Sunday, April 12, 2009

Striking out on their own

Fresh Graduates

More graduates turn to entrepreneurship as job market sours

Lin Yanqin

HE IS looking out for job opportunities but undergraduate Wang Wei Xiang, 26, has more than employment on his mind as graduation looms.

The Singapore Management University business management student is also considering a partnership to start a consulting firm, given that the job market is less than rosy.

“Having a job would mean more security and that’s important for me, but if there is a promising idea I would explore it to see if it could become a business,” said Mr Wang, who attended the National Trades Union Congress’ (NTUC) first job fair for graduates yesterday.

He is not the only one thinking of striking out on his own. According to Ms Corrine Ong, director of the National University of Singapore’s Career Centre, more graduating students have been bringing up this idea.

The fair — which drew 800 jobseekers — also catered to the enterprising. Spring Singapore was present to introduce its Young Entrepreneurs Scheme for Startups for those under 26. Over 300 graduates are already registered to be part of Spring’s database, with a handful equipped with plans to start a business, said Mr Patrick Lim, Spring’s head for new business support.

But most do not know what being a young entrepreneur really entails. According to Spring, just 13 of the 30 applications received since the fund was launched in November have been accepted.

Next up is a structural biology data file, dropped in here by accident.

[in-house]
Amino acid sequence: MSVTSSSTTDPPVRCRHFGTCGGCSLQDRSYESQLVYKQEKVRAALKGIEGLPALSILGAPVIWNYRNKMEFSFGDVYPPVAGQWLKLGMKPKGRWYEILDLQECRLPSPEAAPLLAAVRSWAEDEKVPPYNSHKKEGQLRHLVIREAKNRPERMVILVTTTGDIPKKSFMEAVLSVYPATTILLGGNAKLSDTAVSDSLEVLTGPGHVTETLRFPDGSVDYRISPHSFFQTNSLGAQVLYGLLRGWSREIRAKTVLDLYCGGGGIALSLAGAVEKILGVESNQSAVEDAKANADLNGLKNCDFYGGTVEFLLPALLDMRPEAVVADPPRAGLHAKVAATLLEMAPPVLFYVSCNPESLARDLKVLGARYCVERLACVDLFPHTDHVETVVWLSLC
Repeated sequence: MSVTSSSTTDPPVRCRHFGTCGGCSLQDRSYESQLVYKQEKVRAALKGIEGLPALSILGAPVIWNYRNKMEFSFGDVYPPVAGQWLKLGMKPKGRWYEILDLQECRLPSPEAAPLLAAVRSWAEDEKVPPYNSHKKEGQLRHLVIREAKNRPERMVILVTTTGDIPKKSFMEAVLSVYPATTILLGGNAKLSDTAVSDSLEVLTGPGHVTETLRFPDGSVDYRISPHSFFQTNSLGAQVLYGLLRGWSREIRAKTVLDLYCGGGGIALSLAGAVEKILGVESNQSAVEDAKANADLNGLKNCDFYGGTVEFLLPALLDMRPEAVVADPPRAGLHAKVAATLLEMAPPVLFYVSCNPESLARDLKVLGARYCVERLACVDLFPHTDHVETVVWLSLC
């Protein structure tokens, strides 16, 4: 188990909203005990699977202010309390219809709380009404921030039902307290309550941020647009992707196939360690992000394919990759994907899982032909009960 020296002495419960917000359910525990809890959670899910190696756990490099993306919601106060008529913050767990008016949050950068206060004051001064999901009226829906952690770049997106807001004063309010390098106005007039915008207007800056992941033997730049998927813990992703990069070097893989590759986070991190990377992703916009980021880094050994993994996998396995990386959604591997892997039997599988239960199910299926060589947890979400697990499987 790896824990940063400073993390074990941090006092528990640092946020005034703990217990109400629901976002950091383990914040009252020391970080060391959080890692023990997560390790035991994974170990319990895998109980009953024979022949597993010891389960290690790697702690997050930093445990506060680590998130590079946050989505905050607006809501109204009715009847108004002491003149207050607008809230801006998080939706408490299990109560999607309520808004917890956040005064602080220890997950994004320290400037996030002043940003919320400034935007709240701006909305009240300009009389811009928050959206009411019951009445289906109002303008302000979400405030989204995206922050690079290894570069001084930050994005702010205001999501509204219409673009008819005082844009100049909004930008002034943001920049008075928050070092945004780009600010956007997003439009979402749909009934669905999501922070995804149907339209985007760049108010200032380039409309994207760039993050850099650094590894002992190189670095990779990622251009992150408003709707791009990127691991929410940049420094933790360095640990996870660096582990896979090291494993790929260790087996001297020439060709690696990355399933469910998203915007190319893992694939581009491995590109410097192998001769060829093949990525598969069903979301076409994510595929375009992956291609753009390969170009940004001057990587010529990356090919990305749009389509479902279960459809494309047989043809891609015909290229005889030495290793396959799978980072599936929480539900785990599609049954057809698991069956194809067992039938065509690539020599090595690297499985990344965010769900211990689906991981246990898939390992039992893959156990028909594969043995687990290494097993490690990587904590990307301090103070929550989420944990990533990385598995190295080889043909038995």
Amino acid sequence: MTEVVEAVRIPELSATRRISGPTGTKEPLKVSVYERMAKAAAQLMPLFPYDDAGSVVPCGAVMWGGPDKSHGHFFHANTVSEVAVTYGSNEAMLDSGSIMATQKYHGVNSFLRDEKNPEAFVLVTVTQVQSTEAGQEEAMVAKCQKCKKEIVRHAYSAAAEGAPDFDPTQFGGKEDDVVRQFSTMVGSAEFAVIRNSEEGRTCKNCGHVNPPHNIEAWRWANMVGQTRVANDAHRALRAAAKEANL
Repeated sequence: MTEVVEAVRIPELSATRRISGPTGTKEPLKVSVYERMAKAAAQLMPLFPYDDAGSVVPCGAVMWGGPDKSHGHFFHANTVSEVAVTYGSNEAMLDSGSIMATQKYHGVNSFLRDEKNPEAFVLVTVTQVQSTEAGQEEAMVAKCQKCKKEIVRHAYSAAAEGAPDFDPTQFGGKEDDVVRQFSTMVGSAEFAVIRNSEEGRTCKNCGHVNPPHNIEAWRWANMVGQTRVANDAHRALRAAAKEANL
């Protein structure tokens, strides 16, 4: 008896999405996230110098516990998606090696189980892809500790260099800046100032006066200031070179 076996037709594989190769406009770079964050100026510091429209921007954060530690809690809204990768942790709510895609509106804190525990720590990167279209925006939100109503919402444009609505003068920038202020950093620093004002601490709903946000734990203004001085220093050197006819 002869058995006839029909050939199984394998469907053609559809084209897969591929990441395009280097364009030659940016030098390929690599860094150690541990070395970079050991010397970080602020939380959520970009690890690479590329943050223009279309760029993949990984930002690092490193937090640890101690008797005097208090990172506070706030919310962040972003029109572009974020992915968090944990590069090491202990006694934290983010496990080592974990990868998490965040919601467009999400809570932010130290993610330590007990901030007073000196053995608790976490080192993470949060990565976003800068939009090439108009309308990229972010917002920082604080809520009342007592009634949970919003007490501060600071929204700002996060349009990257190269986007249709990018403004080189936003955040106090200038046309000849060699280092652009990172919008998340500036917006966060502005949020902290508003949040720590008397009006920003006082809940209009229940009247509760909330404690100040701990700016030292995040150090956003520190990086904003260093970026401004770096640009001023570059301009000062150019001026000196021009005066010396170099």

Apart from good ideas, entrepreneurs need to be prepared to work even harder to drive sales in a poor economy. They should also ensure they have sufficient partners to execute a business plan,  said Mr Lim.

But even with the interest from graduates, the fair focused mainly on job and attachment positions, with 2.48 per cent, or about 149 of the 6,000 openings, related to entrepreneurship.

NTUC assistant secretary general Josephine Teo said yesterday that some 8 per cent or about 1,000 of this year’s 12,000 graduating university students may find themselves without a job even after six months — if the employment rate of 87 per cent during the Sars period in 2003 is anything to go by.

Meanwhile, the labour movement will be organising three sector-specific networking sessions for graduates this year. Those seeking employment advice can also access NTUC’s new online advisory service at

NTUC secretary-general Lim Swee Say urged graduates to keep an open mind. “One door will lead to another and you never know where life will take you to. If you give your very best… any job (which) may not come across as a dream job can turn out to be better than your dream job.”  

From TODAY, News

Tuesday, 07-April-2009


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